The last thing that I remember before falling down the stairs was my husband’s hand wrapped so tightly around my throat that the edges of my vision had begun to turn black, and my desperately clawing at his face in an attempt to do anything needed to get away.
Then suddenly I was lying at the bottom of the stairs, and as he stepped on my pregnant body to make his way out the front door, he stopped to face me, looking down upon the crumpled heap of his wife and unborn child, and said, “You can either live in my house, or you can die in it. And if you call the police, I’ll tell them that you scratched my face first, and I’ll have you arrested.”
When I saw his car turn the corner at the end of the street, I began to frantically pack a bag before gathering up my sleeping two-year-old, and pulling out of my driveway for what I thought might be the very last time.
I couldn’t live in that house with him, and I certainly didn’t want to die in it.
But then, terrified of what my husband might do when he found out that we had left, I stopped and called the police. I told them of the fight that had transpired, and I wanted them to know that I was taking my daughter somewhere safe overnight, and that I would figure out the rest in the morning.
“Ma’am,” came the voice on the other end of the phone, “if you take your daughter and leave, and your husband reports it, you can be charged with kidnapping. And if he does have facial injuries that you admit were caused by you, we may have to arrest you and let a judge sort it out.”
I’d like to say that it was the first time that I had tried to leave him and gone back, but it wasn’t.
I went back that night to him, to the home I feared I might die in.
October is Domestic Violence Awareness Month, and I’m telling my story in hope that by raising awareness and raising my voice in support of victims, fewer women will have to feel as alone and trapped as I did.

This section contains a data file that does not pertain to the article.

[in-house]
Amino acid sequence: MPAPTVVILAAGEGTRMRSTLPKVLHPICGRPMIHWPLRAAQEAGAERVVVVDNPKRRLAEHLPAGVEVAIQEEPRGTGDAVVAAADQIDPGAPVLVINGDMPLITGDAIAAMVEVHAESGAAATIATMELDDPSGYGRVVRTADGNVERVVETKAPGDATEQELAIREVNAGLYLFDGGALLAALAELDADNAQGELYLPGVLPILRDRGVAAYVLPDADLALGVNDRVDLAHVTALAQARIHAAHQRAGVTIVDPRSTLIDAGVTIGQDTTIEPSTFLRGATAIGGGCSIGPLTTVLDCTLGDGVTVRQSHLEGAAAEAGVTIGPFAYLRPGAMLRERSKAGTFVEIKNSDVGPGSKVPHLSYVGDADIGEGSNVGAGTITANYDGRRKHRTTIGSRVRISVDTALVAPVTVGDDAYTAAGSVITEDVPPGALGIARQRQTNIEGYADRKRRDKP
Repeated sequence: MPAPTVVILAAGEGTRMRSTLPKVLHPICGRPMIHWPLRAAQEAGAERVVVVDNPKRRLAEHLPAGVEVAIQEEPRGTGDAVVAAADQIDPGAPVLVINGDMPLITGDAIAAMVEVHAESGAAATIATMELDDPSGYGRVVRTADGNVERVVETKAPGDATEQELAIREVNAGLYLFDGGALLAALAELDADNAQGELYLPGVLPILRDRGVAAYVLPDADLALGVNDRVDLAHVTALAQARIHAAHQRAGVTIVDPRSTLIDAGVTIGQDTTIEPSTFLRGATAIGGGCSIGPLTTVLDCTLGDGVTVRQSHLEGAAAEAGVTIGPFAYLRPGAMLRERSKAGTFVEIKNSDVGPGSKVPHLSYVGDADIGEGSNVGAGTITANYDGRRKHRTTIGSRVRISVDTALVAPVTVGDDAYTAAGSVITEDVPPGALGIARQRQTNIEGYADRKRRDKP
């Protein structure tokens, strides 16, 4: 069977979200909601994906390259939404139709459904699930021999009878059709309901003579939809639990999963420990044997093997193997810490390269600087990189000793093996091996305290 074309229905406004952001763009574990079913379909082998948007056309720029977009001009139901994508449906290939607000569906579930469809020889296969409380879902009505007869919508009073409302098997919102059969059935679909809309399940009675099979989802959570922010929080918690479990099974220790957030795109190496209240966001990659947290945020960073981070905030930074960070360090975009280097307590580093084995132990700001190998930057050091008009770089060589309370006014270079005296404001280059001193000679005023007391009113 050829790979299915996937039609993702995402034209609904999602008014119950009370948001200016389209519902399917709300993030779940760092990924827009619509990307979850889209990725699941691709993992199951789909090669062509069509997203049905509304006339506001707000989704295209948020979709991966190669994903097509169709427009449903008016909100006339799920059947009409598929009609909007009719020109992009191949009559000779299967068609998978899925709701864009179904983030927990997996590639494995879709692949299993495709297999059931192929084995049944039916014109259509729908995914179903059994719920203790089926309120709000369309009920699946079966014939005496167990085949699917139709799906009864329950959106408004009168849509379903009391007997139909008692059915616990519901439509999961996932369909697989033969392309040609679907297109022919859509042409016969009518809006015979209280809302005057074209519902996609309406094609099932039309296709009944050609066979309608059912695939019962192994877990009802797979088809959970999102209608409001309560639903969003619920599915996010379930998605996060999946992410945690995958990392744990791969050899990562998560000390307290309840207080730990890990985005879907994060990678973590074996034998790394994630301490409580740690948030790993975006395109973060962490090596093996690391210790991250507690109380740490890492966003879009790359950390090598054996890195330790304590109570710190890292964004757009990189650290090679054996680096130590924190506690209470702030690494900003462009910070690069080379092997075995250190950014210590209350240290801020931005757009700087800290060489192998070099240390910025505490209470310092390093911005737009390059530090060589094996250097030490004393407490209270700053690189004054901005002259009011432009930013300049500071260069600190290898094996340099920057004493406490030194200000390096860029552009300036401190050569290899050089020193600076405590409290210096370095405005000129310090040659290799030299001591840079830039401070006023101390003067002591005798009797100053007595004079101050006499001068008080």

Because I did go back that night. Because despite all the times I’d heard people talking about domestic violence, and all the reasons why I knew I should leave, I couldn’t figure out how.
I couldn’t get his voice out of my head — the one that told me I’d never leave him, and I’d never take our kids. “Drew Peterson hid a body,” he’d remind me at night after I’d turned out the lights, “and if he can do it, I can do it too.”
After my own family made it clear that divorce was too shameful for them, and that they would not assist me in my attempts to leave, I called the shelter, because I figured that was what I was supposed to do. I asked them, if I came to stay, what my next steps would be.
I was saddened to learn that, aside from getting some counseling and possibly an order of protection, there really were no next steps. I could stay there for a few weeks, and as long as my husband didn’t file anything against me, our children could stay too. But without a long-term legal plan, I would forever be tied to him, and we would always share custody of our children.
Contrary to popular belief, most shelters do not provide legal services that help victims get divorced. In my town, there was no service within the shelter to help me file for divorce, and no one to help me fight a custody battle. I would be left all alone, navigating a complicated legal system that I didn’t understand. And, more shocking than that was this fact: Even when the courts know about abuse, the abusers will win a custody battle 70 percent of the time.
It’s a myth that claiming abuse will automatically win victims custody of their children.
Even if I wanted to hire an attorney to fight the one my husband surely could afford, I couldn’t. I had no money for an attorney, no job to make that money, no childcare to get a job, no money for childcare, and because I was still married and linked to my husband’s income, I did not qualify for any state services until we had begun the legal separation process.